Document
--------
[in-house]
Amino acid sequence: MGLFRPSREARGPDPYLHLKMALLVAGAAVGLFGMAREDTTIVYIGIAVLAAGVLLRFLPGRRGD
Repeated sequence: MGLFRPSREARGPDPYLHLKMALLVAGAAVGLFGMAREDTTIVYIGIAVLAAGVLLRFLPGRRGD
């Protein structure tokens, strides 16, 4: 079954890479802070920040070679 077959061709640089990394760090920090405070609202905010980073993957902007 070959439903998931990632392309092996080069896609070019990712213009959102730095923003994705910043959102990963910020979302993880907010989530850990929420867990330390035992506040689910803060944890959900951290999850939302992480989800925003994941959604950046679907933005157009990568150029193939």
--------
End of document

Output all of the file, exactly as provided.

[in-house]
Amino acid sequence: MGLFRPSREARGPDPYLHLKMALLVAGAAVGLFGMAREDTTIVYIGIAVLAAGVLLRFLPGRRGD
Repeated sequence: MGLFRPSREARGPDPYLHLKMALLVAGAAVGLFGMAREDTTIVYIGIAVLAAGVLLRFLPGRRGD
């Protein structure tokens, strides 16, 4: 079954890479802070920040070679 077959061709640089990394760090920090405070609202905010980073993957902007 070959439903998931990632392309092996080069896609070019990712213009959102730095923003994705910043959102990963910020979302993880907010989530850990929420867990330390035992506040689910803060944890959900951290999850939302992480989800925003994941959604950046679907933005157009990568150029193939």